*Disclosure: I was provided a free copy of this novel with a request for an honest review.*
Molly Lee starts life out as a simple farm girl until she falls for a man named Huck. When he leaves without taking her with him, Molly decides to set out after him. What starts out as a young girls crush, becomes an adventure and not always a pleasant one. Along the way though, Molly learns how to survive and make something of herself. Molly is a strong, tough character who takes what life throws at her on the chin and keeps going. She is smart and soon becomes business savvy. The story was well written and complelling. It drew me in and I wanted to read more about Molly Lee. I would definitely recommend this book.
Kudos to Mr. Joyce for Molly Lee! Loved her, loved the entire story. At a key time in her young life, 18 year-old Molly Lee falls head over heels in love with a young Huck Finn who saves her life. When he leaves her behind to pursue his own path, a spirited and determined Molly Lee takes off after him. On that journey, she meets the good, the bad, and the ugly . . . and she takes care of the latter two with fierce justice. What a great ride! Take a road trip with Molly, you won't regret it!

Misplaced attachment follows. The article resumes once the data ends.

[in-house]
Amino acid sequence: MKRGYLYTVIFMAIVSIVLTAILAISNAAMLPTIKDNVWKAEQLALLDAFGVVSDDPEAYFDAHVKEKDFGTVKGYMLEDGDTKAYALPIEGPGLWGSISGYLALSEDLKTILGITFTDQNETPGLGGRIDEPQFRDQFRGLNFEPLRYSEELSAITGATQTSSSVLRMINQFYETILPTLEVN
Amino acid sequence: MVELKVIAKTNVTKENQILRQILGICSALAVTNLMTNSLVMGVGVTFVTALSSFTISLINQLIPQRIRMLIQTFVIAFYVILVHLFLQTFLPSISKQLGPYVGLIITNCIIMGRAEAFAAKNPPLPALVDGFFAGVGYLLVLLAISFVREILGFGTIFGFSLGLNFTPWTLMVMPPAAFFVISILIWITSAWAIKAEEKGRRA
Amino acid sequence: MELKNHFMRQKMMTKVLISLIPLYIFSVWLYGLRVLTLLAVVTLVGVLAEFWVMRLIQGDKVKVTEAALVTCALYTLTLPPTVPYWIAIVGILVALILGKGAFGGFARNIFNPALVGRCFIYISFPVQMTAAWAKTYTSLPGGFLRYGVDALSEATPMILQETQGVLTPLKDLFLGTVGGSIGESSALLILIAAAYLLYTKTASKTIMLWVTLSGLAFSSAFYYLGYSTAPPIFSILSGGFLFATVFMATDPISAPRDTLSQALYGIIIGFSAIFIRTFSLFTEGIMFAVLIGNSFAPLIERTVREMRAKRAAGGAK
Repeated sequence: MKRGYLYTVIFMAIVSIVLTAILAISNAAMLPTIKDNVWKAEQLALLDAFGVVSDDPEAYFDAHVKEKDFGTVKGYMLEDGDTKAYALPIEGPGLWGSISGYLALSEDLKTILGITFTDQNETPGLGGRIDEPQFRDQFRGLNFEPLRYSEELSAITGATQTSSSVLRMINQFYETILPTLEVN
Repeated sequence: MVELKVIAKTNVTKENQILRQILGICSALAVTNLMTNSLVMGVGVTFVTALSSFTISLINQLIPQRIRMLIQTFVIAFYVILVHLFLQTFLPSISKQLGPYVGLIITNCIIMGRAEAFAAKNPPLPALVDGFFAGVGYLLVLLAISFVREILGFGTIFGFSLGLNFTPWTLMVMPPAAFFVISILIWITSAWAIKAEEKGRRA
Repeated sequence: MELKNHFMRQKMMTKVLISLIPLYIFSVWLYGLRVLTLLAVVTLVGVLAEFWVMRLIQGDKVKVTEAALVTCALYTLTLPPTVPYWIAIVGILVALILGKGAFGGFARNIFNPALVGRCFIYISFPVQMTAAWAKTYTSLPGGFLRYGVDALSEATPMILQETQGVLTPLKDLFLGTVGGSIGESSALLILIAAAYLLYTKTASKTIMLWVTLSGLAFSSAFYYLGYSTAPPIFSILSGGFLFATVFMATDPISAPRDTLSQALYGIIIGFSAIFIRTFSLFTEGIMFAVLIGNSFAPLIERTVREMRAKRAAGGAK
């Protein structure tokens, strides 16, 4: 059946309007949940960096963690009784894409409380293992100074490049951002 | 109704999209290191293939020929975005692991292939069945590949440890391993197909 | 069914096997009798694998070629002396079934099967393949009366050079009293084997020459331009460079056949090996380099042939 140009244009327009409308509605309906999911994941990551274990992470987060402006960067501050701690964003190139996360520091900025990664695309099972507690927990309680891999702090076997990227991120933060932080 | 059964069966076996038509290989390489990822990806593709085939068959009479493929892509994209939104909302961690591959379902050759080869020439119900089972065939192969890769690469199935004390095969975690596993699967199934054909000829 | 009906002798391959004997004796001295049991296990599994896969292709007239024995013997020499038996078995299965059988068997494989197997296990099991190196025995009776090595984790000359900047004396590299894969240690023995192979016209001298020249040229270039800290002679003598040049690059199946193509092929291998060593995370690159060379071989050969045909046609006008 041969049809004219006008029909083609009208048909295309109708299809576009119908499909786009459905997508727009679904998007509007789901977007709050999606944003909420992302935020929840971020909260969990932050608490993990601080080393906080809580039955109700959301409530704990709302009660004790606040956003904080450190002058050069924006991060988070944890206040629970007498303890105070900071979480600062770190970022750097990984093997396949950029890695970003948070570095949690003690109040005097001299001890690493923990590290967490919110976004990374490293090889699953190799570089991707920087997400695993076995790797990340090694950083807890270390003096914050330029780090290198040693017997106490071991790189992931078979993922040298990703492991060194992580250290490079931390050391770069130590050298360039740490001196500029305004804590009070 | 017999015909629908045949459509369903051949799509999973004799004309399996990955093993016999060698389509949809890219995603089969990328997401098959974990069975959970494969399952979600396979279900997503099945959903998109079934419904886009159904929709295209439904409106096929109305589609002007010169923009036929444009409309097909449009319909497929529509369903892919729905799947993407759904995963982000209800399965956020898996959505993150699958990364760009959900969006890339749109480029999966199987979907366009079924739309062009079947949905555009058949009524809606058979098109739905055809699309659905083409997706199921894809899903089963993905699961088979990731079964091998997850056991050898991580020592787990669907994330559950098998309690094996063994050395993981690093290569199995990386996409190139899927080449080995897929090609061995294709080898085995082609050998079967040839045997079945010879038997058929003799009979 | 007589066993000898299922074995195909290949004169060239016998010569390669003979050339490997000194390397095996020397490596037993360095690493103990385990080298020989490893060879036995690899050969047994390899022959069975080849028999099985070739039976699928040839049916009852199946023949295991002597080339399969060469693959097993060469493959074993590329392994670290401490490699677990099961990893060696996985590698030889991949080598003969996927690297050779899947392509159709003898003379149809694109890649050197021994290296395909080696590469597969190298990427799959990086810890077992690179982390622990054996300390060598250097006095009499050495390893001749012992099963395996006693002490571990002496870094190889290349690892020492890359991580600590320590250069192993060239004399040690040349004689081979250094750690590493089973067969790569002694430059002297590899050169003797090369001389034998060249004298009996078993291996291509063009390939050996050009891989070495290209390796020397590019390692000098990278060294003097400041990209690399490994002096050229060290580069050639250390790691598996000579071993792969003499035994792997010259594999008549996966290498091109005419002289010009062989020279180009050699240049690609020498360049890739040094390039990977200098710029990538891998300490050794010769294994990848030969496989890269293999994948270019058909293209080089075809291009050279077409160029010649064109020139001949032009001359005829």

It's official, he's got me hooked on this series. I figured a woman's story with minimal involvement by Twain's celebrated characters might be less interesting, but I misjudged Andrew Joyce's skill in making Molly speak with her own voice and that voice being of strong personality . Looking forward to the next installment.
Molly Lee! The sequel to Redemption was well worth the long wait!! I traveled alongside Molly from the very first page to the very last one . . . . feeling her pain, her sadness, her joy. Well done, Mr. Joyce!
Received copy for a honest review.I really enjoyed reading Molly Lee. From page 1 you become addicted to Molly as she goes in search of Huck Finn after he broke his promise to her. You will literally follow Molly through all her heart ache and pain as she searches for Huck.
This book is well written and flows nicely. I personally found it very different from all the other genre that I usually read. It's realistic of what would of happened in the 1800's so don't be looking for your fluffy HEA!
I was given a copy of this to review by the author and I must apologise for the length of time it took me to do it due to office moves, family illness etc. However moving on to the book itself and I very much enjoyed it. I had previously read the Huck Fin/ Tom Sawyer stuff but that wasn't in any way required to enjoy this as a stand alone book. Molly is a very likeable character, she has warmth, integrity and backbone and she is very much a lady whose acquaintance I would like to make if I lived at that time. Though in part 1 of the book she appears to live somewhat by Murphy's law and at times I predicted what catastrophe was coming next and I always hate it when I can do that. Part 2 of the book really gathers momentum and it was difficult to put down in that phase which I read in one session. Overall I enjoyed this and will now seek out the other books in the series. Once again, I am grateful to the author for asking me to review it.